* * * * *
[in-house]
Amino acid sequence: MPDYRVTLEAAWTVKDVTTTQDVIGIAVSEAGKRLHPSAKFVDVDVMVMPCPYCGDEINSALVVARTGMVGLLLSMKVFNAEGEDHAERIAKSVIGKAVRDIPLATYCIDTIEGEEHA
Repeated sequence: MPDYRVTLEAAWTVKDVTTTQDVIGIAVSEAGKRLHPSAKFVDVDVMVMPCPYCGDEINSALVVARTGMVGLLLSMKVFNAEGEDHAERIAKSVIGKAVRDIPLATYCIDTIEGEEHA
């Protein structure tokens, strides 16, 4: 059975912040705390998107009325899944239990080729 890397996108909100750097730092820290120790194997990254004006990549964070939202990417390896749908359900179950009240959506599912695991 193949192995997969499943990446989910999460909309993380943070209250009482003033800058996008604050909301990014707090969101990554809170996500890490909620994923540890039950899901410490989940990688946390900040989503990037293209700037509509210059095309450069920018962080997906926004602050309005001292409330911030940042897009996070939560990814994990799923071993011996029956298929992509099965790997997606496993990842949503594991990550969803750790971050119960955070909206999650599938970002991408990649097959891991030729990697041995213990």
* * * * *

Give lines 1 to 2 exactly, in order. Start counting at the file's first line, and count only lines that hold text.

[in-house]
Amino acid sequence: MPDYRVTLEAAWTVKDVTTTQDVIGIAVSEAGKRLHPSAKFVDVDVMVMPCPYCGDEINSALVVARTGMVGLLLSMKVFNAEGEDHAERIAKSVIGKAVRDIPLATYCIDTIEGEEHA